Where the circumstances are such that the SPC takes actions on behalf of a specific segregated portfolio and the relevant documentation is in writing, it should always be made clear on the face of that documentation that the execution by the SPC is made in the name of, by or for the account of the relevant segregated portfolio(s). This is vitally important and to fail to do so would be to risk having the relevant documentation/actions be construed as ones executed/taken on behalf of the SPC itself instead of the relevant segregated portfolio(s).
Also worth noting is the fact that it is also possible for a segregated portfolio to enter into contracts or other agreements with another segregated portfolio of its SPC or with a segregated portfolio or another SPC. In each case, the foregoing continues to hold true such that the relevant agreement(s) must be executed by the SPC itself and must make clear that the same is done for and on behalf of the relevant segregated portfolio(s).
Ring-fencing of assets and liabilities
Where a contract or agreement is entered into by an SPC with the intention to bind a segregated portfolio, the rights and obligations under the contract or agreement are those of the contracting segregated portfolio and do not extend to the other segregated portfolios. The assets and liabilities of each segregated portfolio are effectively ring-fenced so that the assets and liabilities of each segregated portfolio are attributable only to the relevant segregated portfolio and do not extend to those of any other segregated portfolio.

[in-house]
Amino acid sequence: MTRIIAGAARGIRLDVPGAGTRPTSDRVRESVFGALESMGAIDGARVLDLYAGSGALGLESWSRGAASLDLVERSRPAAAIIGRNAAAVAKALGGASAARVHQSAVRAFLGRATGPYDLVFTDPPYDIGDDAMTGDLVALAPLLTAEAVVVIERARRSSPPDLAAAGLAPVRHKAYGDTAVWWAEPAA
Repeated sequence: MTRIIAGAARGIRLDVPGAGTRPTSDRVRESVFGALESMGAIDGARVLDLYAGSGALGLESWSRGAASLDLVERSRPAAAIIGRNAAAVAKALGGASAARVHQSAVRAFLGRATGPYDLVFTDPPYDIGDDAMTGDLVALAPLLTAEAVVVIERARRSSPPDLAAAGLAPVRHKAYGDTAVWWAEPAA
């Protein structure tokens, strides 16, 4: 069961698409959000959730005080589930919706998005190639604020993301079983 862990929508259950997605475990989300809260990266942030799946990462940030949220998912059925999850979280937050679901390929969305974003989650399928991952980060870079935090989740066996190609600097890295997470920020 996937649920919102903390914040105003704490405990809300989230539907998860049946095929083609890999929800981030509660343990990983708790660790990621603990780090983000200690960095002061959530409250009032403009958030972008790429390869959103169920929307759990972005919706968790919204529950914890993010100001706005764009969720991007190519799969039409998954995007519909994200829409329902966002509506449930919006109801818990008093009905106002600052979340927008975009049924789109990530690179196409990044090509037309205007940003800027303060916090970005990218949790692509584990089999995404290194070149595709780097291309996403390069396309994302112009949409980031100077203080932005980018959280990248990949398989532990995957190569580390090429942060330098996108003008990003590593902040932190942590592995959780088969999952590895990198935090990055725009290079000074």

Insofar as a contracting segregated portfolio has incurred liabilities to a creditor, only its assets are available to satisfy the relevant liabilities. Any such creditor would have no recourse to the assets of any other segregated portfolio but insofar as the assets of the contracting segregated portfolio are insufficient to satisfy its obligations, the creditor may have recourse against the general assets of the SPC.
Any liabilities incurred by a segregated portfolio in circumstances which are not related to the relevant segregated portfolio or any other segregated portfolio(s) or which are otherwise not attributable to a segregated portfolio shall entitle the relevant creditor to have recourse to the general assets of the SPC (and not those of any of the segregated portfolio).
Registration of security interests